Court finds RI Advice failed to adequately manage cybersecurity risks

The Federal Court has found Australian Financial Services licensee, RI Advice, breached its license obligations to act efficiently and fairly when it failed to have adequate risk management systems to manage its cybersecurity risks.

The first ruling of its kind in Australia, the finding came after a significant number of cyber incidents occurred at authorised representatives of RI Advice between June 2014 and May 2020.

In one of the incidents, an unknown malicious agent obtained, through a brute force attack, unauthorised access to an authorised representative’s file server from December 2017 to April 2018 before being detected, resulting in the potential compromise of confidential and sensitive personal information of several thousand clients and other persons.

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The finding followed an earlier ruling by the Federal Court in February in which RI Advice Group was ordered to pay a $6 million penalty for failing to take reasonable steps to ensure that its authorised representative, John Doyle, provided appropriate financial advice.

Australian Securities and Investments Commission (AISC), deputy chair, Sarah Court, said the cyber-attacks were significant events that allowed third parties to gain unauthorised access to sensitive personal information.

“It is imperative for all entities, including licensees, to have adequate cybersecurity systems in place to protect against unauthorised access,” Court said.

“ASIC strongly encourages all entities to follow the advice of the Australian Cyber Security Centre and adopt an enhanced cybersecurity position to improve cyber resilience in light of the heightened cyber-threat environment.”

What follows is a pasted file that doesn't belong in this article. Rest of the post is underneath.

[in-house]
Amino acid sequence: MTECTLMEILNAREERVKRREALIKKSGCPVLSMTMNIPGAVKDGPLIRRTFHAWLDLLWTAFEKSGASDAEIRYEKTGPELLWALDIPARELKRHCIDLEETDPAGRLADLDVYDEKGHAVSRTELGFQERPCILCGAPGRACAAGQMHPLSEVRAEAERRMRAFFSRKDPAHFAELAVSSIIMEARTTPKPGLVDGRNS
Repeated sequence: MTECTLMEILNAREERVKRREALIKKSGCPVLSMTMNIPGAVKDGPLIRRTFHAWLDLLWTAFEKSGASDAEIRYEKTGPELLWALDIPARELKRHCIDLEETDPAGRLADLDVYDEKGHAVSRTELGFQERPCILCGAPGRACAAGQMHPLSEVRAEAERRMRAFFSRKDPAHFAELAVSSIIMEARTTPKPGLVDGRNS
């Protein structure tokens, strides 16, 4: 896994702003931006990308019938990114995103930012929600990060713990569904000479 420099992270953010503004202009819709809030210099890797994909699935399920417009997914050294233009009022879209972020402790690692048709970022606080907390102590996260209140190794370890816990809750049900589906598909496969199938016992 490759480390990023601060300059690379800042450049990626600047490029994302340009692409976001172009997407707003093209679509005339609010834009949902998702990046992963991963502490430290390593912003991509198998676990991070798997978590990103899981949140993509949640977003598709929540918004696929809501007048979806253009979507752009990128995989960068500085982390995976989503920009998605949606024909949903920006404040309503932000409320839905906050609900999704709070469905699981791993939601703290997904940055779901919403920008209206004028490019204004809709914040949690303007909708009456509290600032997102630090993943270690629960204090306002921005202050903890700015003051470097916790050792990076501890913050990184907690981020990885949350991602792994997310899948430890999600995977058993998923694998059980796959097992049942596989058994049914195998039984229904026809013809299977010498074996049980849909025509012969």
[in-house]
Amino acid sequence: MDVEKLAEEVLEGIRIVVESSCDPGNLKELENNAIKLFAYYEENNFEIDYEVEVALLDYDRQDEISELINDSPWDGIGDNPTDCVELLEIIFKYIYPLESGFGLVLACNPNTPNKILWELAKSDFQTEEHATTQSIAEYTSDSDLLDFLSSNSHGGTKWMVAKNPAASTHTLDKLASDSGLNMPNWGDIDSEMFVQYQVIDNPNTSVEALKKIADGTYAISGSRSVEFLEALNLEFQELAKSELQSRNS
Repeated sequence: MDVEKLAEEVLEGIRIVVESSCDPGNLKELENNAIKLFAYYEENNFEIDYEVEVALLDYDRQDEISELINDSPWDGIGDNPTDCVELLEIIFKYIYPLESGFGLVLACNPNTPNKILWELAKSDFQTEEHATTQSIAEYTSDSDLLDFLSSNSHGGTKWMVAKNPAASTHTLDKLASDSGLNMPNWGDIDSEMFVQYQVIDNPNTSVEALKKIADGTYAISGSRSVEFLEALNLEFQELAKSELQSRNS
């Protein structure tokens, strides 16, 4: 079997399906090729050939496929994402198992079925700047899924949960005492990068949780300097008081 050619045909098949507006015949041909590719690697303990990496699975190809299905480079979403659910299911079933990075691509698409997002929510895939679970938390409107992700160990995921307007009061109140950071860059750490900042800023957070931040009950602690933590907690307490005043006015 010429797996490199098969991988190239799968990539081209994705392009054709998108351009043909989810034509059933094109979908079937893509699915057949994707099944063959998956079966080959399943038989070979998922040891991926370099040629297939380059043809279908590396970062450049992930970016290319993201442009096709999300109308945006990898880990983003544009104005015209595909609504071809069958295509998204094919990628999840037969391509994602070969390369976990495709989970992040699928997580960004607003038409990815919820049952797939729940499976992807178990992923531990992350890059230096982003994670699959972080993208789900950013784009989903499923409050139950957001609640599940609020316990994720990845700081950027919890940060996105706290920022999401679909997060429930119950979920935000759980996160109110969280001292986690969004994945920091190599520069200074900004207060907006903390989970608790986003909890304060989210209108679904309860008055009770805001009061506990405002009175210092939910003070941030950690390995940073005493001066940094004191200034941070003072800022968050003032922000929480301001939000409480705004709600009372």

The corporate regulator said RI Advice had taken steps to address cybersecurity risk across its authorised representative network. In addition to the declaration of contravention, the court ordered RI Advice to engage a cybersecurity expert to identify and implement what, if any, further measures are necessary to adequately manage cybersecurity risks across RI Advice’s authorised representative network.

When handing down the judgment, Justice Rofe made clear that cybersecurity should be front of mind for all licensees, stating: “Cybersecurity risk forms a significant risk connected with the conduct of the business and provision of financial services. It is not possible to reduce cybersecurity risk to zero, but it is possible to materially reduce cybersecurity risk through adequate cybersecurity documentation and controls to an acceptable level.”

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So what was the penalty/fine or $ costs they were ordered to pay in this judgement? Almost pointless to put out the article unless the proper consequences are also disclosed.

Has this decision lifted the cyber bar for all AFSLs now and how will ASIC enforce it?

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